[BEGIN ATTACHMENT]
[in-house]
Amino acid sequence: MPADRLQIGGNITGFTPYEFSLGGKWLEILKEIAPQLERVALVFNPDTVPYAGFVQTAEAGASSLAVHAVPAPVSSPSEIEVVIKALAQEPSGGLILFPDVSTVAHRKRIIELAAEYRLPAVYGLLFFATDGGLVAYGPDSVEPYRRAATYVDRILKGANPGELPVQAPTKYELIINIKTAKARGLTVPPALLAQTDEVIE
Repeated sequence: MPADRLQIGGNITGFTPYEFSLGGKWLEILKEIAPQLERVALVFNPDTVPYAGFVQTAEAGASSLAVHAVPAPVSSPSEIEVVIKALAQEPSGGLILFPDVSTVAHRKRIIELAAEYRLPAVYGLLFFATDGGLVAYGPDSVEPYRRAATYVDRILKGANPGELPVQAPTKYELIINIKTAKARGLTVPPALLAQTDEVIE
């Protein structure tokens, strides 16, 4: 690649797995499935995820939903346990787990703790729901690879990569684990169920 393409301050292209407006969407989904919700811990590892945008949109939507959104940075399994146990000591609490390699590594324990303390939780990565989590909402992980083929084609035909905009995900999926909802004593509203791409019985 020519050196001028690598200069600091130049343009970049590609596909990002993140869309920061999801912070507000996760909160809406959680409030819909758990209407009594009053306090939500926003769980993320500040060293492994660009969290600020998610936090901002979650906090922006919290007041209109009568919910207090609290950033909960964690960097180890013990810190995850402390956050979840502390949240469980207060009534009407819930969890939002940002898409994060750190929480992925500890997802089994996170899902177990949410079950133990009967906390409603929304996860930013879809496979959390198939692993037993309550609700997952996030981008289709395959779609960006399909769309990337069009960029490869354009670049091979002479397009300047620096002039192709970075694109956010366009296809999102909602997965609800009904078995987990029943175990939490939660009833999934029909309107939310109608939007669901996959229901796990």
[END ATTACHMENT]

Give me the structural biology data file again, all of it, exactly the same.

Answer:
[in-house]
Amino acid sequence: MPADRLQIGGNITGFTPYEFSLGGKWLEILKEIAPQLERVALVFNPDTVPYAGFVQTAEAGASSLAVHAVPAPVSSPSEIEVVIKALAQEPSGGLILFPDVSTVAHRKRIIELAAEYRLPAVYGLLFFATDGGLVAYGPDSVEPYRRAATYVDRILKGANPGELPVQAPTKYELIINIKTAKARGLTVPPALLAQTDEVIE
Repeated sequence: MPADRLQIGGNITGFTPYEFSLGGKWLEILKEIAPQLERVALVFNPDTVPYAGFVQTAEAGASSLAVHAVPAPVSSPSEIEVVIKALAQEPSGGLILFPDVSTVAHRKRIIELAAEYRLPAVYGLLFFATDGGLVAYGPDSVEPYRRAATYVDRILKGANPGELPVQAPTKYELIINIKTAKARGLTVPPALLAQTDEVIE
């Protein structure tokens, strides 16, 4: 690649797995499935995820939903346990787990703790729901690879990569684990169920 393409301050292209407006969407989904919700811990590892945008949109939507959104940075399994146990000591609490390699590594324990303390939780990565989590909402992980083929084609035909905009995900999926909802004593509203791409019985 020519050196001028690598200069600091130049343009970049590609596909990002993140869309920061999801912070507000996760909160809406959680409030819909758990209407009594009053306090939500926003769980993320500040060293492994660009969290600020998610936090901002979650906090922006919290007041209109009568919910207090609290950033909960964690960097180890013990810190995850402390956050979840502390949240469980207060009534009407819930969890939002940002898409994060750190929480992925500890997802089994996170899902177990949410079950133990009967906390409603929304996860930013879809496979959390198939692993037993309550609700997952996030981008289709395959779609960006399909769309990337069009960029490869354009670049091979002479397009300047620096002039192709970075694109956010366009296809999102909602997965609800009904078995987990029943175990939490939660009833999934029909309107939310109608939007669901996959229901796990």